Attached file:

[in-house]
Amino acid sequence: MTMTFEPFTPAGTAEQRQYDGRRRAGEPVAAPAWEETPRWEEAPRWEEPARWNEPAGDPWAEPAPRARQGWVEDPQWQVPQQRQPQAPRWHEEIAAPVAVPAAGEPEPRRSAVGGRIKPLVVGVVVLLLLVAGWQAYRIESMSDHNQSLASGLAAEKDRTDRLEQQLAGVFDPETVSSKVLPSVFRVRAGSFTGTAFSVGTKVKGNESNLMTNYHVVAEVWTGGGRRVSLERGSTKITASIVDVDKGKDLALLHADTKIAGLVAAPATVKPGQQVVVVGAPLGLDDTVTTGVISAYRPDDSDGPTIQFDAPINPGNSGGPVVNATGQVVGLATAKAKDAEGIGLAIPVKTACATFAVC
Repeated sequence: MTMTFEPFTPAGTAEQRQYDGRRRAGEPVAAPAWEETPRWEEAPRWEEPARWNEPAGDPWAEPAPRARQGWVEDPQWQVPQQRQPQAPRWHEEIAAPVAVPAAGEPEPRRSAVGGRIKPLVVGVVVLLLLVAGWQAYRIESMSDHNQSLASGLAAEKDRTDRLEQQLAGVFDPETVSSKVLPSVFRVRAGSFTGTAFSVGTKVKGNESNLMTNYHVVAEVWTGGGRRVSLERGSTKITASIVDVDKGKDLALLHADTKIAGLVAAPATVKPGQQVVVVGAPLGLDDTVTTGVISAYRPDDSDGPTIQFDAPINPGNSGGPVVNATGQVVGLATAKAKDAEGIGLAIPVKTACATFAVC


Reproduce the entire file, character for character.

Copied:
[in-house]
Amino acid sequence: MTMTFEPFTPAGTAEQRQYDGRRRAGEPVAAPAWEETPRWEEAPRWEEPARWNEPAGDPWAEPAPRARQGWVEDPQWQVPQQRQPQAPRWHEEIAAPVAVPAAGEPEPRRSAVGGRIKPLVVGVVVLLLLVAGWQAYRIESMSDHNQSLASGLAAEKDRTDRLEQQLAGVFDPETVSSKVLPSVFRVRAGSFTGTAFSVGTKVKGNESNLMTNYHVVAEVWTGGGRRVSLERGSTKITASIVDVDKGKDLALLHADTKIAGLVAAPATVKPGQQVVVVGAPLGLDDTVTTGVISAYRPDDSDGPTIQFDAPINPGNSGGPVVNATGQVVGLATAKAKDAEGIGLAIPVKTACATFAVC
Repeated sequence: MTMTFEPFTPAGTAEQRQYDGRRRAGEPVAAPAWEETPRWEEAPRWEEPARWNEPAGDPWAEPAPRARQGWVEDPQWQVPQQRQPQAPRWHEEIAAPVAVPAAGEPEPRRSAVGGRIKPLVVGVVVLLLLVAGWQAYRIESMSDHNQSLASGLAAEKDRTDRLEQQLAGVFDPETVSSKVLPSVFRVRAGSFTGTAFSVGTKVKGNESNLMTNYHVVAEVWTGGGRRVSLERGSTKITASIVDVDKGKDLALLHADTKIAGLVAAPATVKPGQQVVVVGAPLGLDDTVTTGVISAYRPDDSDGPTIQFDAPINPGNSGGPVVNATGQVVGLATAKAKDAEGIGLAIPVKTACATFAVC